So, there\’s nothing extraordinary about this at all. International organisations routinely don\’t pay the taxes that the rest of us plebs have to pay. International sporting organisations routinely don\’t have to pay the taxes that us plebs have to pay.

Oh, and did you notice the bit where FIFA is a charity? Charities don\’t pay taxes either. As the Tax Justice Network doesn\’t pay the same taxes that the rest of us plebs have to pay….and nor does the Scott Trust (which as we know owns the Guardian).

I do look forward to John Christiansen\’s and Richard Murphy\’s next visit to the World Bank, IMF, OECD and or EU and EU Parliament (and of course Guardian newsroom) you know. I really do.

This is straightforwardly abusive, and abusive in the private interests of an enormously wealthy elite.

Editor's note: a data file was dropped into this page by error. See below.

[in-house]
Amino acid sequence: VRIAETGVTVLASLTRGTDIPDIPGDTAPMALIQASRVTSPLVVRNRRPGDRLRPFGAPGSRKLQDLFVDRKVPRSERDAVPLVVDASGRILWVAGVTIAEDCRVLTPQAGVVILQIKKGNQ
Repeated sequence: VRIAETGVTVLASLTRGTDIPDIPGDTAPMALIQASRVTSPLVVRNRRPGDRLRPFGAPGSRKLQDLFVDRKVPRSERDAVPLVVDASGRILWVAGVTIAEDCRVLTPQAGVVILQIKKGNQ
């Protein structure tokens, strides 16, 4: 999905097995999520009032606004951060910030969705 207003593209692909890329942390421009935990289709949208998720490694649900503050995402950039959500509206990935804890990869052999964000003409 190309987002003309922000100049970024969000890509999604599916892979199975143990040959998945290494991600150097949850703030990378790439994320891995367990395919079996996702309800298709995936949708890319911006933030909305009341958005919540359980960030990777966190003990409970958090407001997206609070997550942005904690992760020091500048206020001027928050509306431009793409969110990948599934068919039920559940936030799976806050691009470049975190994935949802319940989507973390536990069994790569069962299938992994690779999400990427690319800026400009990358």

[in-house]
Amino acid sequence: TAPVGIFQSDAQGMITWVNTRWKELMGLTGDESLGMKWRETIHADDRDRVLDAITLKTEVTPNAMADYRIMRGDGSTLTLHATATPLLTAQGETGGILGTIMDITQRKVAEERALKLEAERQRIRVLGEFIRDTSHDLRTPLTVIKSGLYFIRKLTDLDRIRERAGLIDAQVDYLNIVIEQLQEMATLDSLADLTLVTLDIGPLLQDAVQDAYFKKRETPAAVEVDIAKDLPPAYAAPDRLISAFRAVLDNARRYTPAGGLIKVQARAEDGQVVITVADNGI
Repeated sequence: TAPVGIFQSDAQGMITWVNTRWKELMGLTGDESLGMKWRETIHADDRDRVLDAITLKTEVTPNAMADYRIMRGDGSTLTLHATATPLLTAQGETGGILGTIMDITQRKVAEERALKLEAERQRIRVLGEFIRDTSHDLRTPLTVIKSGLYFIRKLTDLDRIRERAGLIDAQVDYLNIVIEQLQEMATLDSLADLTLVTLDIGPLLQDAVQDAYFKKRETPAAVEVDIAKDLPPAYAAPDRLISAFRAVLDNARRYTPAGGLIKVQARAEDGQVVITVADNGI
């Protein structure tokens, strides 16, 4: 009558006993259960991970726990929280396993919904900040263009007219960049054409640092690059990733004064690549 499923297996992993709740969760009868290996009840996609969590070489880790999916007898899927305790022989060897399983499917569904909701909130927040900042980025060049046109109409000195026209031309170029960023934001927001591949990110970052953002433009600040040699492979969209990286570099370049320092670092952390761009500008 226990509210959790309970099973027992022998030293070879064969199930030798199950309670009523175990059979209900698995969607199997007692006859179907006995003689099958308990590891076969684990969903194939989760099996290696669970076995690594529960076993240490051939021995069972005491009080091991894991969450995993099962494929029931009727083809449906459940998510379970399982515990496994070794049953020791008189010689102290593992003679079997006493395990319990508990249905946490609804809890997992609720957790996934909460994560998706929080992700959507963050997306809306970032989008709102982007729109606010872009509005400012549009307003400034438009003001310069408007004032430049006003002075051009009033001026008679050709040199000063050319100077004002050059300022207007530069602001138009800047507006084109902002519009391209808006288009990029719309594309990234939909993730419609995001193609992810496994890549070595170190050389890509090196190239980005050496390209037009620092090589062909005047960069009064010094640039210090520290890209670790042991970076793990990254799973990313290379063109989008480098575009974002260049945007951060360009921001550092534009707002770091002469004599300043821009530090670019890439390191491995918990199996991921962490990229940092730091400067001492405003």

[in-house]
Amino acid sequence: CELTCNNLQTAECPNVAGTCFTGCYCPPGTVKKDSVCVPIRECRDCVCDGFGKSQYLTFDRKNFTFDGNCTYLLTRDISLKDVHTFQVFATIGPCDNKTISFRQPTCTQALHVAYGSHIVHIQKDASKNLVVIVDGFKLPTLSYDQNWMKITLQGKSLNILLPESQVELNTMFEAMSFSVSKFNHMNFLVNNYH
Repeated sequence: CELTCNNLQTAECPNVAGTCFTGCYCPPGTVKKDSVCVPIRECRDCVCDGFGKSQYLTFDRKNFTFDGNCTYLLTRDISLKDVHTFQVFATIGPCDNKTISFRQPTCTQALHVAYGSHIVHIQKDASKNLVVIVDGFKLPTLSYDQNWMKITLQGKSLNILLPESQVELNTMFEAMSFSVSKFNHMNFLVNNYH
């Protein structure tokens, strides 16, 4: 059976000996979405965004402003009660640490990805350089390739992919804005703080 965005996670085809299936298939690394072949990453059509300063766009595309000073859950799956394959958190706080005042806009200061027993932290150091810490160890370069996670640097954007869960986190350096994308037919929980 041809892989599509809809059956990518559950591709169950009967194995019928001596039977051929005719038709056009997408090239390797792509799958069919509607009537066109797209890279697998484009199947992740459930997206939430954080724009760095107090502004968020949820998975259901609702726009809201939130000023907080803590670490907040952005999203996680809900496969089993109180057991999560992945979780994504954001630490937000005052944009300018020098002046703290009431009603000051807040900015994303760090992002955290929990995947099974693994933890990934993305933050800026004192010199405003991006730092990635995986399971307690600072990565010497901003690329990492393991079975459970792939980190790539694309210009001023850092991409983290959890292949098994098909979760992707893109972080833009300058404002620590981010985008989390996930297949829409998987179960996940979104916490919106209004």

They will tell them that, won\’t they?

And send in a cheque for what taxes the TJN doesn\’t pay like the rest of us plebs have to?

2 thoughts on “Knickers twisted”

  1. Maybe I’m just going left-wing in my old age, but I’m sort of on Ritchie’s side over all this. It is a bit bananas that we exempt a lot of organisations merely for being ‘international’. Meantime there’s all sorts of international organisations that we don’t exempt, and plenty of worthy national organisations that we also don’t exempt.

    In the case of embassies, I can just about understand why you might say they’re a special case (because they’re sort of a little outpost of the guest country). But it doesn’t make sense to me to say we tax MPs but not MEPs, even if you respond that it’s just a bit of accounting frippery, given that any notional tax charged is just a grossing-up exercise.

    Anyway, even if you can argue for tax-exempt status I can’t see anything wrong with calling for that to be reviewed. Even if it’s Ritchie doing the calling.

  2. To summarise: they all do it, so it must be OK then. How very lame of you. Now how about marshalling some actual arguments about why this global giant, headquartered in Zurich, should be exempt from taxes in South Africa too.